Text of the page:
Aww, look at the cuddly mink with its soft fur, webbed toes, and pointy little nose. Doesn’t it just make you want to . . . shut down your country?
In Denmark it does. Minks in the northern part of that nation caught a mutated form of the coronavirus. Like other viruses, the coronavirus can change as it passes from person to person, from person to animal, or from animal to person. There’s no proof the mutated virus poses a greater threat to people than the original strain. Still, there is proof people are catching “mink-rona.” This fall, at least 11 people were sickened with the new strain. Lawmakers acted fast, canceling events, halting public transport, and closing borders. And they made a difficult order: All 15 million minks on mink farms in Denmark had to be culled—killed off for the sake of public health.
The government had announced the cull despite not having the right to order the killing of healthy animals. That embarrassing misstep caused officials to scramble to build political consensus. Soon a majority in Parliament backed the decision to cull mink.
Meanwhile, the nation’s mink farmers were hearing the death-knell for their livelihoods. Danes value their minks—both for the creation of luxurious fur garments and for the animals’ fat reserves. Mink oil is useful as a biofuel and a component in cosmetics and waterproofing agents.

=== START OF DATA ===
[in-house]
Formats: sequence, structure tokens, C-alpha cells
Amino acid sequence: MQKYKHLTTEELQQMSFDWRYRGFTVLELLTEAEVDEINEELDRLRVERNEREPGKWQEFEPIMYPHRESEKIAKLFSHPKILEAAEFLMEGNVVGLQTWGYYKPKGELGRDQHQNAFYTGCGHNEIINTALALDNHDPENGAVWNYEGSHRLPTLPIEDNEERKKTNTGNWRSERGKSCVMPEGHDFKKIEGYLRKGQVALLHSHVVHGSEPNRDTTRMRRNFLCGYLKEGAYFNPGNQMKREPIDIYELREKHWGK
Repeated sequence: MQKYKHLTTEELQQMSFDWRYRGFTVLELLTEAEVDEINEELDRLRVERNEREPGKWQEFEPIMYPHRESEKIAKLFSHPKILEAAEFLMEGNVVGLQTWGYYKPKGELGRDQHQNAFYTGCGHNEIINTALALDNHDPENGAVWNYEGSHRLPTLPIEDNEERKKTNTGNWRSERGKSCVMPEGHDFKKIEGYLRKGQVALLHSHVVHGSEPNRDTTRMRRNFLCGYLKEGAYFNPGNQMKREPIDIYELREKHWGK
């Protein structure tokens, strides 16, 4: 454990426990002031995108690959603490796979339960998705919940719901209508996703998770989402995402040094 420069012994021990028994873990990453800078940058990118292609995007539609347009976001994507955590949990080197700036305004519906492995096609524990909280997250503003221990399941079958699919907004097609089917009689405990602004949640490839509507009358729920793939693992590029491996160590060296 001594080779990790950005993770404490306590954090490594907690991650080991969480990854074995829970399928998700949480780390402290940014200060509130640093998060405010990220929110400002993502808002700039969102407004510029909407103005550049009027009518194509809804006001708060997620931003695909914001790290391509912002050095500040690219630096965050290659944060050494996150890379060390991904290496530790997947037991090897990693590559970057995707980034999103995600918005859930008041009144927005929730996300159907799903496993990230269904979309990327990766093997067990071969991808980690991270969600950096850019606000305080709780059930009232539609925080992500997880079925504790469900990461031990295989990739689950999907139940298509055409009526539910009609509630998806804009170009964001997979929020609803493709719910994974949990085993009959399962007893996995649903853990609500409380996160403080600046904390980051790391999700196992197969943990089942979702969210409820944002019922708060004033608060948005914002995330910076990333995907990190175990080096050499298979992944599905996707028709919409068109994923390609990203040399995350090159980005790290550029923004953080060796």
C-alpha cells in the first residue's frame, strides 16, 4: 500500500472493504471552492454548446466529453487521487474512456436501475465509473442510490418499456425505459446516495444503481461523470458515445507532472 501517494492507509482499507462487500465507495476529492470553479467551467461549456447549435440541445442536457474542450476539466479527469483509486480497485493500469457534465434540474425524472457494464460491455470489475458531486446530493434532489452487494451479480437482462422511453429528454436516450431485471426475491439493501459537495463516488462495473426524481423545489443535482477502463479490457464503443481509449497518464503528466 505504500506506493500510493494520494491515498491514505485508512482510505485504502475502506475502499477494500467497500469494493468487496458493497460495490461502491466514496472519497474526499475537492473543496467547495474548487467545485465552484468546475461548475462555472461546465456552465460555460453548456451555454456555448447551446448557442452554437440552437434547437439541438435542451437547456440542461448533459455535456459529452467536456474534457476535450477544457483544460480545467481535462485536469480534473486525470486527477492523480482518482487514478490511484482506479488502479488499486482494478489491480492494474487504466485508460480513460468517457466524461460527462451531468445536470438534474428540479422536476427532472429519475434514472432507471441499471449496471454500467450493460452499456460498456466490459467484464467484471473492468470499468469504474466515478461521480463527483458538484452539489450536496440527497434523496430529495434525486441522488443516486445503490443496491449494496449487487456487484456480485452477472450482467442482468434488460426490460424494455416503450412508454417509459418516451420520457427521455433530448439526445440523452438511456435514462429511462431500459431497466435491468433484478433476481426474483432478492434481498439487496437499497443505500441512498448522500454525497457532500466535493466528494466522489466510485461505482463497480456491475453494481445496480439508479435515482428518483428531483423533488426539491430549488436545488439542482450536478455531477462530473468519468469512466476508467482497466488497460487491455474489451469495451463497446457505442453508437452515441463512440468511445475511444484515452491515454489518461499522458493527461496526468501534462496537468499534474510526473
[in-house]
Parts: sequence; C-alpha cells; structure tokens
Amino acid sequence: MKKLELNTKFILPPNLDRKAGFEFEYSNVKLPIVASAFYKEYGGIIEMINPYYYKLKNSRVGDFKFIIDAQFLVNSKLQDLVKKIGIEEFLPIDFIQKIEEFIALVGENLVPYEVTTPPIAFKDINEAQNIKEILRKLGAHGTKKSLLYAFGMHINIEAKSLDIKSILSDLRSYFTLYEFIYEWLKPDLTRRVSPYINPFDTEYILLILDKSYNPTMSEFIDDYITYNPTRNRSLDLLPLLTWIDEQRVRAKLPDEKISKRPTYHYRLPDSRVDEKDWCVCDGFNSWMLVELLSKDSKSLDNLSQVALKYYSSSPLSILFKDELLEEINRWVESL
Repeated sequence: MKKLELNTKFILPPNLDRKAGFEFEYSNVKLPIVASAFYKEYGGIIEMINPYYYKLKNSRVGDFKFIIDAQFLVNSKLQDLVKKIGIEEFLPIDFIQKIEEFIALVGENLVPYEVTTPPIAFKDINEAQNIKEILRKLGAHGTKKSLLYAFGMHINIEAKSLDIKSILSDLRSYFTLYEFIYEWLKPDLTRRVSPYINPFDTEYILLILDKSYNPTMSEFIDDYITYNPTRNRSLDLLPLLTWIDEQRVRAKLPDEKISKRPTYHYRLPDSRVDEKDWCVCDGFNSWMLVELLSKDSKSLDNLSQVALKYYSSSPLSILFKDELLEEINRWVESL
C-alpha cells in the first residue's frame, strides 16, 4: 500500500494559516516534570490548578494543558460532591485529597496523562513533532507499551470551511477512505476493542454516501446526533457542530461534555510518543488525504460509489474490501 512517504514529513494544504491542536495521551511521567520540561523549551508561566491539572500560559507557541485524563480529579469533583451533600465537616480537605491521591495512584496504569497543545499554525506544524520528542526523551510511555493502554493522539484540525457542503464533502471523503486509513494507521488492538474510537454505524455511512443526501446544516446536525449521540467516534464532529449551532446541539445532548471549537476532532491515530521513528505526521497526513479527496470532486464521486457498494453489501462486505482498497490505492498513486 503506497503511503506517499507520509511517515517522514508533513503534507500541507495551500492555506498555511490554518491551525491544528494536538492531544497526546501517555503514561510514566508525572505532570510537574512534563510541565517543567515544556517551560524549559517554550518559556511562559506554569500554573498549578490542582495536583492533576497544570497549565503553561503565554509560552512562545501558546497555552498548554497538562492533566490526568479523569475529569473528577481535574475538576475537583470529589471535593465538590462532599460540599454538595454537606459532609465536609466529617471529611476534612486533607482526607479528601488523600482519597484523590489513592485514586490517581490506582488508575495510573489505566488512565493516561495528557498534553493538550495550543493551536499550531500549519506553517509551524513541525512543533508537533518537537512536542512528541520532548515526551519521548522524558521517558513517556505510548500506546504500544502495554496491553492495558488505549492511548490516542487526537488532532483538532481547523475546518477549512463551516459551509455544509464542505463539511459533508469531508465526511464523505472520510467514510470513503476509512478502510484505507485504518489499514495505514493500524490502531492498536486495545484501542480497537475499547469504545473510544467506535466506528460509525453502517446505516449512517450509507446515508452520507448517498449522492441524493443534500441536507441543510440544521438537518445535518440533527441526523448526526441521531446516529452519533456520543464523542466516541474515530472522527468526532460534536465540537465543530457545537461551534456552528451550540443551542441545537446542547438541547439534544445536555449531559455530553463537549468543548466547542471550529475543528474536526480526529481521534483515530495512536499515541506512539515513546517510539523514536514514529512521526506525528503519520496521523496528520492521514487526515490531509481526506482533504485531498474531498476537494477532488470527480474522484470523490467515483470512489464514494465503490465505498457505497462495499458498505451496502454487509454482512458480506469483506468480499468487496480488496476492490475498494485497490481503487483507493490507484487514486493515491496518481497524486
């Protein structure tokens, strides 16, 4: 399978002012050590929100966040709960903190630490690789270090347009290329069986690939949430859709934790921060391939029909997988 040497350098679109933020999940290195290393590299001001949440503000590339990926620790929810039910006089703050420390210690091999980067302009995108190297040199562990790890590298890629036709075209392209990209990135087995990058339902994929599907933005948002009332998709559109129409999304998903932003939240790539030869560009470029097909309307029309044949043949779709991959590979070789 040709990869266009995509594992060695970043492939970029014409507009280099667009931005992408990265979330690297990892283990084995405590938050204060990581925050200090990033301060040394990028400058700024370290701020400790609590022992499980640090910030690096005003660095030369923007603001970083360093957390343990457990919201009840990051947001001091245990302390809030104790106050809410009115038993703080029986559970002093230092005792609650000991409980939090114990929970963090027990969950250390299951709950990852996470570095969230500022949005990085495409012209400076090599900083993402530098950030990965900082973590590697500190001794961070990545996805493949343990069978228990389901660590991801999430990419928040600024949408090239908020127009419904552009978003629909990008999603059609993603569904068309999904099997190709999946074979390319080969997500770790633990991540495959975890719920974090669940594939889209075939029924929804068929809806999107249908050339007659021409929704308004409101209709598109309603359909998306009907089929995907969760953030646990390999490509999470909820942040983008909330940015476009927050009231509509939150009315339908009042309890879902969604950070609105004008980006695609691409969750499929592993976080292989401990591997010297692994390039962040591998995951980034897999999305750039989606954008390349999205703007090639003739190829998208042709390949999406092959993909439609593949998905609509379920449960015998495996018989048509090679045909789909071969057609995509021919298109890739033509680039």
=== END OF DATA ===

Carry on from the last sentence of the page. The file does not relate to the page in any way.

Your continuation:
“I do not think there is a mink profession in the future,” says mink breeder Frank Andersen. “I hope that they have evidence behind (their claim) and that it is the right decision.”
Denmark sells more mink fur from its 1,139 mink farms than any other country in the world. Most of this fur exports to China and Hong Kong, where the luxury fur craze—which has lost popularity in other parts of the world—continues.
We know the exact identities of the first people to wear animal skins: Adam and Eve. After these two sinned and realized they were naked, God mercifully covered their shame with clothes made from animal skin. (Genesis 3:21) People have used animal skins and furs to cover themselves since that day—first from necessity and later to show off wealth. Eventually, people started farming soft animals just for their fur. Furs became more affordable.
Today, many people cringe at the idea of raising an animal just to kill it for its fur. The mink problem in Denmark is a modern version of an age-old old dilemma: How can we care for people and animals at the same time?